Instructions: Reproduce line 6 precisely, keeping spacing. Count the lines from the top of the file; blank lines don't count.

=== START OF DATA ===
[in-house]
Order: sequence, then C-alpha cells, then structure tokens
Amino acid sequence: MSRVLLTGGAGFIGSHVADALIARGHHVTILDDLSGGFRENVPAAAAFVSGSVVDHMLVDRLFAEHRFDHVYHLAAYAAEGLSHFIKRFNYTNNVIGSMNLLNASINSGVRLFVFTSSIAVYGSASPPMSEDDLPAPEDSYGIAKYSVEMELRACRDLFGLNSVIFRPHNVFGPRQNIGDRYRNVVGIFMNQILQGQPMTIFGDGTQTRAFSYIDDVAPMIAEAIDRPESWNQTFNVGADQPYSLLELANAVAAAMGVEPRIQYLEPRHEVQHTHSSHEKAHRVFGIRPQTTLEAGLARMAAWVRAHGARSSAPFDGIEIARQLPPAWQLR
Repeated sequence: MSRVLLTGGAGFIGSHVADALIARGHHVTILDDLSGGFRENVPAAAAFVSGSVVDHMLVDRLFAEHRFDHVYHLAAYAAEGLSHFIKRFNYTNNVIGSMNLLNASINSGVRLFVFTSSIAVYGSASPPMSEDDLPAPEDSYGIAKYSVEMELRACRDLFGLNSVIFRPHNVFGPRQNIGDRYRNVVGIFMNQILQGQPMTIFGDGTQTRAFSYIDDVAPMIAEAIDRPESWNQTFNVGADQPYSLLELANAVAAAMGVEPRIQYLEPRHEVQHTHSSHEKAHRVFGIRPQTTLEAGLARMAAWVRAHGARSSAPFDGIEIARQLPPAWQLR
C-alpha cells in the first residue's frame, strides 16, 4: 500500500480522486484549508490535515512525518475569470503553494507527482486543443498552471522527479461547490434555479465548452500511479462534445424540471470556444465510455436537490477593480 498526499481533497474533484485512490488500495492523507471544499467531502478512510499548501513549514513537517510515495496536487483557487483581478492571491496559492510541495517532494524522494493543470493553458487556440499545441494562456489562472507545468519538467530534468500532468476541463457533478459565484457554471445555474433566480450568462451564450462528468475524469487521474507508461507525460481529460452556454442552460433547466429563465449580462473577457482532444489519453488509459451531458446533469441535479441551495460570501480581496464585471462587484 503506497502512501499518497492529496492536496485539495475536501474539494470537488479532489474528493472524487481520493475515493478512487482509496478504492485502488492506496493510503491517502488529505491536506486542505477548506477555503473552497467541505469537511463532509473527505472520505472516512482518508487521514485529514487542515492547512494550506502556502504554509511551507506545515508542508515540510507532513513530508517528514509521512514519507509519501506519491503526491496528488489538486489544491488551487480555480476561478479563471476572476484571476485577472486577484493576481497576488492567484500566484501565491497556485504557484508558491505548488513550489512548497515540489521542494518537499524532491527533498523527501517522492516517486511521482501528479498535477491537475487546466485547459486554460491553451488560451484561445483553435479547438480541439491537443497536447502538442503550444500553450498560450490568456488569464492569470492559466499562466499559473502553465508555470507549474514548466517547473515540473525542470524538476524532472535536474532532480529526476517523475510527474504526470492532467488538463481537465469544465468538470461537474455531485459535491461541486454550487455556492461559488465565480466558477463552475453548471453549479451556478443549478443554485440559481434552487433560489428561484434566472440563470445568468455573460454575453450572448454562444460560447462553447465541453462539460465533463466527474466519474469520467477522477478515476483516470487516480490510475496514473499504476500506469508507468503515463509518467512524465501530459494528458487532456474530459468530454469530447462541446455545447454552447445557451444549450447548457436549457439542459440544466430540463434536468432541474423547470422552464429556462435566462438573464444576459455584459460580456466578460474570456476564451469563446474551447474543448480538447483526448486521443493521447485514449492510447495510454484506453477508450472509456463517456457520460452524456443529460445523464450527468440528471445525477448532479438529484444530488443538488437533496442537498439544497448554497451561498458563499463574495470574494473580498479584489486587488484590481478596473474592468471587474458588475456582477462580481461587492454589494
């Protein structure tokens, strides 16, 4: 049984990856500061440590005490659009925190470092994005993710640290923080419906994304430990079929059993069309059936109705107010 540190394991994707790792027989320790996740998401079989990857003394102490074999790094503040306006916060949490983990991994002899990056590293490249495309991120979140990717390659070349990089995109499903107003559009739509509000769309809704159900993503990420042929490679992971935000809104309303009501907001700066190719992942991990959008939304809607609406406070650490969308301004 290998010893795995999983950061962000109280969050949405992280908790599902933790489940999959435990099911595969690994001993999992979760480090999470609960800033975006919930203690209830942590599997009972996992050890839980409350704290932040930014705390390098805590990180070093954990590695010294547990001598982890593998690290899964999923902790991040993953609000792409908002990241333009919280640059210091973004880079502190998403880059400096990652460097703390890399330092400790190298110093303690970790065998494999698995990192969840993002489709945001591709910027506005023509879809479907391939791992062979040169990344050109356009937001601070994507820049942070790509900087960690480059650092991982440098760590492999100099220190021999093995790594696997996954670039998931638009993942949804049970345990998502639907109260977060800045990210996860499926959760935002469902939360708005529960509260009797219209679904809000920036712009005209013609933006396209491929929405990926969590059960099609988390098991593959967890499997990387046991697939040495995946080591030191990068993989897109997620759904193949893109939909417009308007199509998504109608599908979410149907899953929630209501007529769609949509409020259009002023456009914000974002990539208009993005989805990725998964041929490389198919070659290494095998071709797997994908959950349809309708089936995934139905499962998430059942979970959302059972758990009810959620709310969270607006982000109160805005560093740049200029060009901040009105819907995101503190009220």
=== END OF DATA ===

């Protein structure tokens, strides 16, 4: 049984990856500061440590005490659009925190470092994005993710640290923080419906994304430990079929059993069309059936109705107010 540190394991994707790792027989320790996740998401079989990857003394102490074999790094503040306006916060949490983990991994002899990056590293490249495309991120979140990717390659070349990089995109499903107003559009739509509000769309809704159900993503990420042929490679992971935000809104309303009501907001700066190719992942991990959008939304809607609406406070650490969308301004 290998010893795995999983950061962000109280969050949405992280908790599902933790489940999959435990099911595969690994001993999992979760480090999470609960800033975006919930203690209830942590599997009972996992050890839980409350704290932040930014705390390098805590990180070093954990590695010294547990001598982890593998690290899964999923902790991040993953609000792409908002990241333009919280640059210091973004880079502190998403880059400096990652460097703390890399330092400790190298110093303690970790065998494999698995990192969840993002489709945001591709910027506005023509879809479907391939791992062979040169990344050109356009937001601070994507820049942070790509900087960690480059650092991982440098760590492999100099220190021999093995790594696997996954670039998931638009993942949804049970345990998502639907109260977060800045990210996860499926959760935002469902939360708005529960509260009797219209679904809000920036712009005209013609933006396209491929929405990926969590059960099609988390098991593959967890499997990387046991697939040495995946080591030191990068993989897109997620759904193949893109939909417009308007199509998504109608599908979410149907899953929630209501007529769609949509409020259009002023456009914000974002990539208009993005989805990725998964041929490389198919070659290494095998071709797997994908959950349809309708089936995934139905499962998430059942979970959302059972758990009810959620709310969270607006982000109160805005560093740049200029060009901040009105819907995101503190009220």